Freelancers Are 35% of US Workforce—and Growing

So why do politicians ignore them?
By Michael Harthorne,  Newser Staff
Posted Oct 8, 2016 2:08 PM CDT
Freelancers Are 35% of US Workforce—and Growing
Freelancers, like New York web designer Henry Brown, make up more than one-third of the US workforce. And that's growing.   (AP Photo/Mark Lennihan)

America's freelancers work more hours than the average American and are earning more money than ever while doing it, Yahoo reports. The average American workweek in September was 34.4 hours—an increase of 0.1 hour that one analyst says is a good sign for the economy. But a report by Upwork and the Freelancers Union released this week found that America's freelancers work an average of 36 hours per week. There are 55 million self-identified freelancers in the US—an increase of 2 million in just two years—representing 35% of the American workforce. And that's not counting the 13.5 million people who do part-time freelance work in addition to their full-time jobs, according to Huffington Post. Forbes reports freelancers earned $1 trillion total in the past year.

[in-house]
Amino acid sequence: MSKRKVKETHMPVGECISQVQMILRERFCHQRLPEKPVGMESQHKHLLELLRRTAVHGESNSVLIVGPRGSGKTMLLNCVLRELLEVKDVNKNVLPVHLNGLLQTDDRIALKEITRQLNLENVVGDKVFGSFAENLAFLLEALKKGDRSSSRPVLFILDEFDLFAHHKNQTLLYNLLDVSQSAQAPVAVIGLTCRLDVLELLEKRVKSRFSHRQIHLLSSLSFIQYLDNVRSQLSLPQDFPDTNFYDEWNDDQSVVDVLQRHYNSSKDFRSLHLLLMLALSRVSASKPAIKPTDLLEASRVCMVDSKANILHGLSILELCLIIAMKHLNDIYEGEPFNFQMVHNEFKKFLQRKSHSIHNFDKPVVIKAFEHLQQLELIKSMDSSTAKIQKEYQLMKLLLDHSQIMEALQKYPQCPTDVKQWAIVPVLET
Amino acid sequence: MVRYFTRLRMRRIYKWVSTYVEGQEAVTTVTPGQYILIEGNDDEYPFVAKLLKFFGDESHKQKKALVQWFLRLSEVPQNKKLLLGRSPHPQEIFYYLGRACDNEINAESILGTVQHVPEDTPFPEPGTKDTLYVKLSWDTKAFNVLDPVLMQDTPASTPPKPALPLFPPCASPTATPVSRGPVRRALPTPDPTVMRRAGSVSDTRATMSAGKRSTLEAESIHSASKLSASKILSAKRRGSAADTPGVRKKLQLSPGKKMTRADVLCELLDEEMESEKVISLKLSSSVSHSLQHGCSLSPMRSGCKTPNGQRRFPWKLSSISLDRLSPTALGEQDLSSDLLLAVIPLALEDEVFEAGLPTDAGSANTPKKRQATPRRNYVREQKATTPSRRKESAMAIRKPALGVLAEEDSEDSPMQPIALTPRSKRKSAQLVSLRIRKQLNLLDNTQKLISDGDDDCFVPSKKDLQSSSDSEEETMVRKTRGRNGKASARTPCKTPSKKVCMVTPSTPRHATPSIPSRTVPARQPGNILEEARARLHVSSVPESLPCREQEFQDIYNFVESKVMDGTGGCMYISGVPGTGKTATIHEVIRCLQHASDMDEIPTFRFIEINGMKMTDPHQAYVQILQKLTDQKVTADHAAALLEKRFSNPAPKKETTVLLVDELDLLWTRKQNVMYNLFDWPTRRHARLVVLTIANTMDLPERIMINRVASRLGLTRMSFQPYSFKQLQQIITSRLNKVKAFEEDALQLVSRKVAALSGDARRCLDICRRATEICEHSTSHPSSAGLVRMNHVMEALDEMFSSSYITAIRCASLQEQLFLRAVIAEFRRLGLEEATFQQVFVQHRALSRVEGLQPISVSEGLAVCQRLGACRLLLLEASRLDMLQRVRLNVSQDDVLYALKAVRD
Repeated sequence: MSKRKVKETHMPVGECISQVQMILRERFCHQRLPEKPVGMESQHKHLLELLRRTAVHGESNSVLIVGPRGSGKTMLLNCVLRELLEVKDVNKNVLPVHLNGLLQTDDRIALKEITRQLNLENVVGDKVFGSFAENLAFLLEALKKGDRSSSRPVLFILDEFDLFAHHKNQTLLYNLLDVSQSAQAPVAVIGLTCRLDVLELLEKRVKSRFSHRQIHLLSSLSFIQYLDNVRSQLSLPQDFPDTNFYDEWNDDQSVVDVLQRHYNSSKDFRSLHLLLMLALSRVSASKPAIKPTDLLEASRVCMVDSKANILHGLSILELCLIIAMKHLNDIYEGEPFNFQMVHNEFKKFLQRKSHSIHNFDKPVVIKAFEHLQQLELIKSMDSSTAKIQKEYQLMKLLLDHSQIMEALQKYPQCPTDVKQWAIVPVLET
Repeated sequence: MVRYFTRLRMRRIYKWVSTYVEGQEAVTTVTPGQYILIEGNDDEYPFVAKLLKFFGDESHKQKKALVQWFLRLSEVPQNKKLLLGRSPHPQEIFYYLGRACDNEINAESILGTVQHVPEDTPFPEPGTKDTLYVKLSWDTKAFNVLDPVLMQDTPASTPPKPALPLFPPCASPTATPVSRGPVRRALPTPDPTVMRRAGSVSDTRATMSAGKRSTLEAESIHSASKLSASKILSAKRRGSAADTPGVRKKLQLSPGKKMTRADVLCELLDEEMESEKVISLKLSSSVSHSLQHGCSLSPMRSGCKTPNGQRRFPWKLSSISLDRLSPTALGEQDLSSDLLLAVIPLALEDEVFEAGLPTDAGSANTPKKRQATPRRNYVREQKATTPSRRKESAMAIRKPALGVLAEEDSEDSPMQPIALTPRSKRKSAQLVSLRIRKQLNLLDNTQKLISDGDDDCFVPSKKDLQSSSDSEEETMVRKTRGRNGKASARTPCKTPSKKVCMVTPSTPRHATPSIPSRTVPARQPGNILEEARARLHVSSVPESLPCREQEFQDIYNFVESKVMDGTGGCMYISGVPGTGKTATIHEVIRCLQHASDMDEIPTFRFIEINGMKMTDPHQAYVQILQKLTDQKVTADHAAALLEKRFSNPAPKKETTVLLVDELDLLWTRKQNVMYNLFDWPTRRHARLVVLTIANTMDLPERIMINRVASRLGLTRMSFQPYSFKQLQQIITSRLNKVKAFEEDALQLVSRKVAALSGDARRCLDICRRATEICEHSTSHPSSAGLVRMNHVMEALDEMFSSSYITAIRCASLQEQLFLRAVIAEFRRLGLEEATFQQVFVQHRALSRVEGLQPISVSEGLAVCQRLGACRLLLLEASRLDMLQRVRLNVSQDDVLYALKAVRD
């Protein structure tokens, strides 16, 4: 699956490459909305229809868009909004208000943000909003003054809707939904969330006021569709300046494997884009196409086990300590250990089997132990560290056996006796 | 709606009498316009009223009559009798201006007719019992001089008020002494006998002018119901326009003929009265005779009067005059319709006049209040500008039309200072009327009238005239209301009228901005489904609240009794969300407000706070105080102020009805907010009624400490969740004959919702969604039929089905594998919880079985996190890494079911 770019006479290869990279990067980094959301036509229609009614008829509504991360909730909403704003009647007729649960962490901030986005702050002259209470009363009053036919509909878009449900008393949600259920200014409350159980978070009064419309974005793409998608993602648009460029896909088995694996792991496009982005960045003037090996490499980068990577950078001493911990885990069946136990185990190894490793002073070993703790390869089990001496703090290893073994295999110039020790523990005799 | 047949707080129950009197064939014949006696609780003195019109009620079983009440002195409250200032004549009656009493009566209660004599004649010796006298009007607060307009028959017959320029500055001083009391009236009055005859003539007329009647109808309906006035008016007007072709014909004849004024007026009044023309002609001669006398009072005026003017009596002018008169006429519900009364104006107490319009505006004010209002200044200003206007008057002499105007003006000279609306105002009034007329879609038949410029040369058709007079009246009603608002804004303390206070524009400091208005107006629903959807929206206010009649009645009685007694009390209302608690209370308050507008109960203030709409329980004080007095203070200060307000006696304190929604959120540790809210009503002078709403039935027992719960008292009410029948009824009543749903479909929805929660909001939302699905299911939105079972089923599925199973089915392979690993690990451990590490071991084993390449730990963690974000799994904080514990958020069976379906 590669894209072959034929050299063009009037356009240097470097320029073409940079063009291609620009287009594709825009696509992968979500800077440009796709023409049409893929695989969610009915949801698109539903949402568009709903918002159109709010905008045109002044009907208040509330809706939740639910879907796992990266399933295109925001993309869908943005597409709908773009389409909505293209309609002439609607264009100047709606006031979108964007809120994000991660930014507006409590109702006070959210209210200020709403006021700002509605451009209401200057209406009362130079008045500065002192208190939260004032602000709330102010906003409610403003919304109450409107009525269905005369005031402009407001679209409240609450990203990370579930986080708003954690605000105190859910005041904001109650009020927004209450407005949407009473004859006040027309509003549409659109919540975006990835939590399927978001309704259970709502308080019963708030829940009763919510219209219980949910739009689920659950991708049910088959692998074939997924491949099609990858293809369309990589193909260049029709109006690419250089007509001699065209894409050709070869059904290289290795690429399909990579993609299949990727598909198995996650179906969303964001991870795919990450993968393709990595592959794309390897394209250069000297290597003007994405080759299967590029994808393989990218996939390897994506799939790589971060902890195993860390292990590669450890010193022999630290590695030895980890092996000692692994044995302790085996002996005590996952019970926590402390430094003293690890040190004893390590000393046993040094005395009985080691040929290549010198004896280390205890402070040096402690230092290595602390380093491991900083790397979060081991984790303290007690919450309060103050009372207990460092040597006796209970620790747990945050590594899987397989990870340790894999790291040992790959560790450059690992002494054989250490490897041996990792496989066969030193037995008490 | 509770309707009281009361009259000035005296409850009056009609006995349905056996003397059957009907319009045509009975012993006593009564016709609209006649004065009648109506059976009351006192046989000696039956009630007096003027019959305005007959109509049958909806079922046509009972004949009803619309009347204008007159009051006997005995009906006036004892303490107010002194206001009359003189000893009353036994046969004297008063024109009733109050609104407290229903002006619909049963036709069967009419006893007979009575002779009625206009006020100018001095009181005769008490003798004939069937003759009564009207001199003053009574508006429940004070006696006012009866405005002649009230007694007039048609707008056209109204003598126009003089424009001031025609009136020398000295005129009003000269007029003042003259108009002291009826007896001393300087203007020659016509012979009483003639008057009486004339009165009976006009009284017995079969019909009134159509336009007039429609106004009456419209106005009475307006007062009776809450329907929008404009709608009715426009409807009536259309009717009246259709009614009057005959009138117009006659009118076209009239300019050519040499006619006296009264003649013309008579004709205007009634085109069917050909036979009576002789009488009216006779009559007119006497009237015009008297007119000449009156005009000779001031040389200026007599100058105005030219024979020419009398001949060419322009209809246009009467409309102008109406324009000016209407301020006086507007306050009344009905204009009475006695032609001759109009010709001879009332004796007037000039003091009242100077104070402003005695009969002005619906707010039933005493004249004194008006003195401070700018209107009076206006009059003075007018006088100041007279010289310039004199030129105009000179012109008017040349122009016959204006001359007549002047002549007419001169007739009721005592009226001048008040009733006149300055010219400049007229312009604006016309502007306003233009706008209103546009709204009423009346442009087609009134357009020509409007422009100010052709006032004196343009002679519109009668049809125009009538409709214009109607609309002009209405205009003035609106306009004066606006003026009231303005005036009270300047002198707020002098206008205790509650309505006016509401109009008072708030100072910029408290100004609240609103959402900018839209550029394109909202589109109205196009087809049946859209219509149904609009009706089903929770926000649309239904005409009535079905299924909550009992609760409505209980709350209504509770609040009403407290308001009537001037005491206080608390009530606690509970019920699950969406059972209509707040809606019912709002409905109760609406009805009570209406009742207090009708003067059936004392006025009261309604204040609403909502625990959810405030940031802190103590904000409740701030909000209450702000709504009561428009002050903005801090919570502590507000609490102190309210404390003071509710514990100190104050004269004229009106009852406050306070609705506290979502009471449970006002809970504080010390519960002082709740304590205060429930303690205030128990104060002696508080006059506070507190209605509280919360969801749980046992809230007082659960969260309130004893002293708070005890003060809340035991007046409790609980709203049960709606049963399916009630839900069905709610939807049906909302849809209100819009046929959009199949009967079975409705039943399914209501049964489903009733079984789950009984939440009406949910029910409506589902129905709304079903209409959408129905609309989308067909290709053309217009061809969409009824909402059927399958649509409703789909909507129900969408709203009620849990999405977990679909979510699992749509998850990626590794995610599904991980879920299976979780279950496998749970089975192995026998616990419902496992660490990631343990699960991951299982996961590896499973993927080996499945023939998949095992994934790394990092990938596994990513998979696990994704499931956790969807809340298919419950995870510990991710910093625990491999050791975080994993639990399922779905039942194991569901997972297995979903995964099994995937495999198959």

So despite the increasing importance of freelancers to the economy, why do politicians from both parties continue to focus on traditional full-time employment? "As a political constituency, freelancers are neglected, and their role in pushing our economy forward is rarely discussed," the heads of the Freelancers Union and Upwork write for HuffPo. "It’s time for that to change." While freelancers may have greeter flexibility in their work—and 54% say they make more money freelancing than they did working a traditional job—they also lack many of the benefits given to full-time workers, including affordable health insurance. The study found 68% of voting freelancers would be more likely to support a candidate if they addressed the issues facing freelancers. (More freelance stories.)

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